This shocking story tells the story of how the Ada police department and the district attorney used forced “dream” confessions, unreliable witnesses, and flimsy evidence to convict Williamson and Fritz. Williamson’s conviction set in motion a series of appeals, which eventually attracted the attention of the Innocence Project. After 11 years on death row, Williamson, who suffered from several mental disorders, including manic depression and schizophrenia, and Fritz were exonerated through new DNA evidence. Williamson has died, but Fritz published his own book about his experience called “Journey Towards Justice.”

Reading “Just Mercy,” it’s unavoidable to note how many of the people his organization is trying to help are poor and black. A 2010 book that examined the disproportionate number of African Americans who are incarcerated was called “The New Jim Crow: Mass Incarceration in the Age of Colorblindness,” by Michelle Alexander. This book became a surprise best-seller – it was published by the New Press, a relatively small independent publisher, but two years later it had sold 175,000 copies after an initial hardcover printing of a mere 3,000, according to the publisher.

Alexander, a law professor who now teaches at Ohio State University, uses statistics and legal citations to argue that the get-tough approach to crime that began in the Nixon administration and intensified with Ronald Reagan’s declaration of the war on drugs has devastated black America. She writes that early one-third of black men are likely to spend time in prison at some point, only to find themselves falling into permanent second-class citizenship after they get out. Many people have written about this, but Alexander pushed her argument even further, arguing that this crackdown was a device for pushing back gains made by the civil rights movement. I have not read this book, so I cannot say one way or another whether she makes her case. But it caught the attention of black and white readers alike, especially because the cost of incarceration in America continues to explode, as Stevenson so eloquently notes in his book.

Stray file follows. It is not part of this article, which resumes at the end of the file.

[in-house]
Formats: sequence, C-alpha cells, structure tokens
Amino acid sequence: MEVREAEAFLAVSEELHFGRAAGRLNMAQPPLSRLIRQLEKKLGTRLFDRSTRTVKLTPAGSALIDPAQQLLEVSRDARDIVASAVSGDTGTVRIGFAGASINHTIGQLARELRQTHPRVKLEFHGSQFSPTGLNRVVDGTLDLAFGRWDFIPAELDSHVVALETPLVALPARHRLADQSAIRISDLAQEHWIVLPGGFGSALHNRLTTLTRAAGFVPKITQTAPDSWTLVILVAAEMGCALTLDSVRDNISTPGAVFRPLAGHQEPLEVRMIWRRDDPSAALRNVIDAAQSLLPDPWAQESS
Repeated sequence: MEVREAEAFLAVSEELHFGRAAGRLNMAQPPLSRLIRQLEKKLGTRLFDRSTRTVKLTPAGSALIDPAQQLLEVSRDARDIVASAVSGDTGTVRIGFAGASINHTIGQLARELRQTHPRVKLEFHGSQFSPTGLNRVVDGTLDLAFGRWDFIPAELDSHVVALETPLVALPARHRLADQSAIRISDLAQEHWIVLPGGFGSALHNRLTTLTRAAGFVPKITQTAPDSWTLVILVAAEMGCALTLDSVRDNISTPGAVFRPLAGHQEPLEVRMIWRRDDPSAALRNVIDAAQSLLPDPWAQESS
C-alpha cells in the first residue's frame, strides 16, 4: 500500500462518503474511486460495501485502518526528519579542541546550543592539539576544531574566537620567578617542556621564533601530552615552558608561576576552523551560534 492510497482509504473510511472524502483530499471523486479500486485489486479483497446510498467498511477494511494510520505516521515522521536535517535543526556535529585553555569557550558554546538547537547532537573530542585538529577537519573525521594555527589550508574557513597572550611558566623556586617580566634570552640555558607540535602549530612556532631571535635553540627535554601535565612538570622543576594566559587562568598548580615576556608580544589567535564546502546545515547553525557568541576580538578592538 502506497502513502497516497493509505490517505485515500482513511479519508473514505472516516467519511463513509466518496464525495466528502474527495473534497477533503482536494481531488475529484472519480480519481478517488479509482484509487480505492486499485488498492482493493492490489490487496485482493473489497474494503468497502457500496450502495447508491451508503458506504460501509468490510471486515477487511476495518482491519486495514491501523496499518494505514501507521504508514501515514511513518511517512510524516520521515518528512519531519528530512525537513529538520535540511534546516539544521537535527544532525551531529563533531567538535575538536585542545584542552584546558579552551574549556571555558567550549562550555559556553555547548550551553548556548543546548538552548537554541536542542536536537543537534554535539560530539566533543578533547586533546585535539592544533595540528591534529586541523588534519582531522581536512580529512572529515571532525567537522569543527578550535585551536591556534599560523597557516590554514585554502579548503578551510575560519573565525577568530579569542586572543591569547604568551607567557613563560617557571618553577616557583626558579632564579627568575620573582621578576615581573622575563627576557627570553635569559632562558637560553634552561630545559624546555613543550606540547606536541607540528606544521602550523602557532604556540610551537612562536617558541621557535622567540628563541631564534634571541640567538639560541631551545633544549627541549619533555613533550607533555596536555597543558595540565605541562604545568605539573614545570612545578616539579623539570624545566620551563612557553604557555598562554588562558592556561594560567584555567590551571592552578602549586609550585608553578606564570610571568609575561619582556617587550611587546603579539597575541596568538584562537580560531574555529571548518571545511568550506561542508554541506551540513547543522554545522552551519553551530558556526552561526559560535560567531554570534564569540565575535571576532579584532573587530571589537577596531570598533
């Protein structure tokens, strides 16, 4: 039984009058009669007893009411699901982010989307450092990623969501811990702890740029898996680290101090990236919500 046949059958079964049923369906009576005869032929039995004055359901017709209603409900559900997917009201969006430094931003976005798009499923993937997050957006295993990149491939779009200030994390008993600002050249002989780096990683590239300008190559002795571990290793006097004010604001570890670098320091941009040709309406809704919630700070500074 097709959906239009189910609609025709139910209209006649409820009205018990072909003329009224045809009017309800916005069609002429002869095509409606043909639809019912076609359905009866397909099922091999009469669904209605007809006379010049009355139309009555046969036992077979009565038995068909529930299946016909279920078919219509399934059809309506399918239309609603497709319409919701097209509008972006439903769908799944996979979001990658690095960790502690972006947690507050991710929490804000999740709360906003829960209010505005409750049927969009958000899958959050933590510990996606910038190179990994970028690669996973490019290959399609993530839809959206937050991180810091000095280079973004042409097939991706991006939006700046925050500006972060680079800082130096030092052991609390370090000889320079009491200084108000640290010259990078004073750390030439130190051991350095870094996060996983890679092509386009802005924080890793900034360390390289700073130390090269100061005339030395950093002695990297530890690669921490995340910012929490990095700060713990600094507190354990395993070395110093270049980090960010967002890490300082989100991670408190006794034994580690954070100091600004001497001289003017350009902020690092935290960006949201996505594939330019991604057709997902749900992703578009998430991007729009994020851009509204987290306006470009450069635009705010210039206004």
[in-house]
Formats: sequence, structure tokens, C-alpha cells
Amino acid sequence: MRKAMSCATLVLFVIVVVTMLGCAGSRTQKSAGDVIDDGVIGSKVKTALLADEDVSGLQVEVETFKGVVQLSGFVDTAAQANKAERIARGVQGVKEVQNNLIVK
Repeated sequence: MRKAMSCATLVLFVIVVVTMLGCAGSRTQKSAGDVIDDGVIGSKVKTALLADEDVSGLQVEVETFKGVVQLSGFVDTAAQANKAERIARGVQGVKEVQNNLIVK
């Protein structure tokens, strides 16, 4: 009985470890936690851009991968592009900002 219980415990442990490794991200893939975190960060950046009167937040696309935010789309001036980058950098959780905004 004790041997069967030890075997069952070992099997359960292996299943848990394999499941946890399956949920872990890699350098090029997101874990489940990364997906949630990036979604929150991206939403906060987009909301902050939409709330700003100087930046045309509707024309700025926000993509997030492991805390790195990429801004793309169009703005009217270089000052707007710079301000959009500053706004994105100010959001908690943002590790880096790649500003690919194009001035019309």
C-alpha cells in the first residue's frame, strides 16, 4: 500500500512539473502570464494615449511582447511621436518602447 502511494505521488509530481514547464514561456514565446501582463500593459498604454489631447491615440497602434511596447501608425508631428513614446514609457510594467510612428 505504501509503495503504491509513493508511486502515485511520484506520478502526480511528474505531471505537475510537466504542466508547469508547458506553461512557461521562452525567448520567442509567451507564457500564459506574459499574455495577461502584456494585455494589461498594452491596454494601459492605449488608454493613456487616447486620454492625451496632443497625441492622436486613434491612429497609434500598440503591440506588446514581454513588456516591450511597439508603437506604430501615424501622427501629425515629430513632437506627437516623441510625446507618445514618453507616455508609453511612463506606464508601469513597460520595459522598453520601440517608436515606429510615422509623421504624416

I want to briefly mention a more personal take on this issue – the impact of arguing these cases on those who do the arguing. “Things I’ve Learned from Dying” is a book by David Dow, who has argued more than 100 death penalty cases. In this book, published this year, Dow, a death penalty lawyer who founded the Texas Innocence Network and who teaches law at the University of Houston, writes about three personal experiences: The death of his beloved dog, the predicament of his father-in-law from melanoma, who is struggling with the issue of whether to take on treatments that will prolong, but not save, his life, and one of his cases, an attempt to save an inmate on Texas’ death row.What has he learned? I guess we will have to read the book to find out.

Finally – best-selling novelist Stephen King has never flinched from a tough topic, and his 1996 novel “The Green Mile” is a case in point. It was originally published in six slim volumes, then combined into a single book. It’s the story of Paul Edgecombe, a supervisor at a Louisiana penitentiary (here we are in Louisana again) who encounters an inmate on death row wo has, shall we say, some unusual abilities. This is a brutal, vividly written story with elements of magical realism, told in retrospect by Paul as an old man. Sometimes I have a hard time stomaching the violence in King’s books, but I admire and respect his ability to look straight on at all aspects of human experience.